Never Let the Presence of a Storm Cause You to Doubt the Presence of God

 

 

God is always with us. Our hardest times are those times we need Him most. Learning to lean on Him during these storms is life changing. The hardest times in my life have actually been a blessing because they have radically changed my relationship with God. I now know I cannot make it through life without Him.

We are not built to be strong enough or good enough to do this life on our own. We are all created with a God size hole in our soul. There is only one Love, one Truth that can fill that yearning. He is the only way we can truly feel peace and joy. No amount of money, success, or fame can compare. All things of this world leave us feeling empty because we were designed to have a relationship with our creator.

I love my family and friends, but Jesus comes first. He is the only one who understands all of me. He knows my darkest secrets and deepest fears and He loves me because of the broken imperfect person I am.

 

In the Storm

God With Us

He’s with you through the pain. He comforts you in the waiting. When you’re anxious about your future, He gives you courage. As you climb the mountain, He keeps you safe in His arms. In every moment, we have God With Us. 🙏✝️❤️

Click the link to watch it now! 🔽

Life Church Sermon: In the Storm

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Keep On Keeping On

Amazing, real, and so true, this is my new favorite song. Life is hard and sometimes we want to give up, but “I’ll Keep On” speaks the truth I feel about the love and strength that gets me through my days, the hard ones and the good ones. He is always there, no matter how much I mess up. He chases after us because He loves us more than we can fathom. I would be lost without my Jesus. He is my best friend.

I’ll Keep On by Jeremiah Carlson

Lyrics:

Oh these hands are tired

Oh this heart is tired
Oh this soul is tired
But I’ll keep on
I’ll keep on
I’ll keep on
I’ll keep on
I’ll keep on
I’ll keep on

[Verse 1: NF]
Faith is something I am not accustomed to
And trusting other people’s something I don’t really love to do
I’ve never been a fan of it, I act tougher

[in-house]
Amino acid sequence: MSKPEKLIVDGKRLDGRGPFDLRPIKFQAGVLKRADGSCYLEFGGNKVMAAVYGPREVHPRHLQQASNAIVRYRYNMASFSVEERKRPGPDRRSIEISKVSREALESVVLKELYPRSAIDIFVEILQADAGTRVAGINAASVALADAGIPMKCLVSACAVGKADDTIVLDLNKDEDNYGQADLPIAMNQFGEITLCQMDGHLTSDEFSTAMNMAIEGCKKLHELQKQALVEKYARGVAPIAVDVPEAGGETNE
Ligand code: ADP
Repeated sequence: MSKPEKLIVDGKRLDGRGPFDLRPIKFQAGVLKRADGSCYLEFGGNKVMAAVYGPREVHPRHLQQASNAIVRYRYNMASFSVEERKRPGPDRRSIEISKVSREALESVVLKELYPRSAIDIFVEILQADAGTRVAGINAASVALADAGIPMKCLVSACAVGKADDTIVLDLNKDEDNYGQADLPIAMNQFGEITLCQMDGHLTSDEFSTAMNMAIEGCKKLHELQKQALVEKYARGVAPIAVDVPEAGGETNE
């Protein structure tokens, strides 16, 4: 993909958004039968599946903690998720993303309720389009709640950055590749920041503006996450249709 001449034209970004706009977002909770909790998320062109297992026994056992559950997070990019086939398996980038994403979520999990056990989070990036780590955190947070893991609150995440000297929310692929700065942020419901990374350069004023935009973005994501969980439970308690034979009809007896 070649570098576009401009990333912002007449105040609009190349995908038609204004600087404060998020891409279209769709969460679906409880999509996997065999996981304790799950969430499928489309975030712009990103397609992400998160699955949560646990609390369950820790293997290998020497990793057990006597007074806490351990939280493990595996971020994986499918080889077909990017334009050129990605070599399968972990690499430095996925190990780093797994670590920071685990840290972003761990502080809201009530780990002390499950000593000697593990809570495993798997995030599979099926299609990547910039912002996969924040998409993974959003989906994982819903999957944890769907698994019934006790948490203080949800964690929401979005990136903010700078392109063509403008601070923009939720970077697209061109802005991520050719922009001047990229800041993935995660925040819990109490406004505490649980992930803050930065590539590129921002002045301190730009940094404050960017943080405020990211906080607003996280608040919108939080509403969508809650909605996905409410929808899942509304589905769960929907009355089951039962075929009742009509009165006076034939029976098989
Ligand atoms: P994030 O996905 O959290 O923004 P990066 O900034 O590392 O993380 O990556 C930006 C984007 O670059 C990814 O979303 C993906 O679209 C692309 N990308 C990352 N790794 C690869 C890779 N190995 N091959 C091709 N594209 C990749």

Really my shoulders they ain’t built for this and I don’t have nothing
It’s like I’m standing in the rain and you offer me a raincoat
But I would rather stand there and get wet than take the handout
What’s wrong with me? You said, “you’ve always got your hands out
And I cannot continue on my own so take my hands now”
I give you everything, God, not just a little bit
Take it from me, I am nothing but a hypocrite
I hate sin, but I built a house and I still live in it
Afraid to open up the door to You and let You into it
My soul is lost and what it needs is Your direction
I know, I’ve told You I do not need Your protection
But I lied to You, this thing is tiring
And man was not created for it, God
Please retire me now

I’LL KEEP ON LYRICS
[Hook: Jeremiah Carlson]
Oh these hands are tired
Oh this heart is tired
Oh this soul is tired
But I’ll keep on
I’ll keep on
I’ll keep on
I’ll keep on
I’ll keep on
I’ll keep on

[Verse 1: NF]
Faith is something I am not accustomed to
And trusting other people’s something I don’t really love to do
I’ve never been a fan of it, I act tougher
Really my shoulders they ain’t built for this and I don’t have nothing
It’s like I’m standing in the rain and you offer me a raincoat
But I would rather stand there and get wet than take the handout
What’s wrong with me? You said, “you’ve always got your hands out
And I cannot continue on my own so take my hands now”
I give you everything, God, not just a little bit
Take it from me, I am nothing but a hypocrite
I hate sin, but I built a house and I still live in it
Afraid to open up the door to You and let You into it
My soul is lost and what it needs is Your direction
I know, I’ve told You I do not need Your protection
But I lied to You, this thing is tiring
And man was not created for it, God
Please retire me now

[Hook: Jeremiah Carlson]
Oh these hands are tired
Oh this heart is tired
Oh this soul is tired
But I’ll keep on
I’ll keep on
I’ll keep on
I’ll keep on
I’ll keep on
I’ll keep on

[Verse 2: NF]
Trust is something I am not accustomed to
And I know the Bible says I should always trust in You
But, I don’t never read that book enough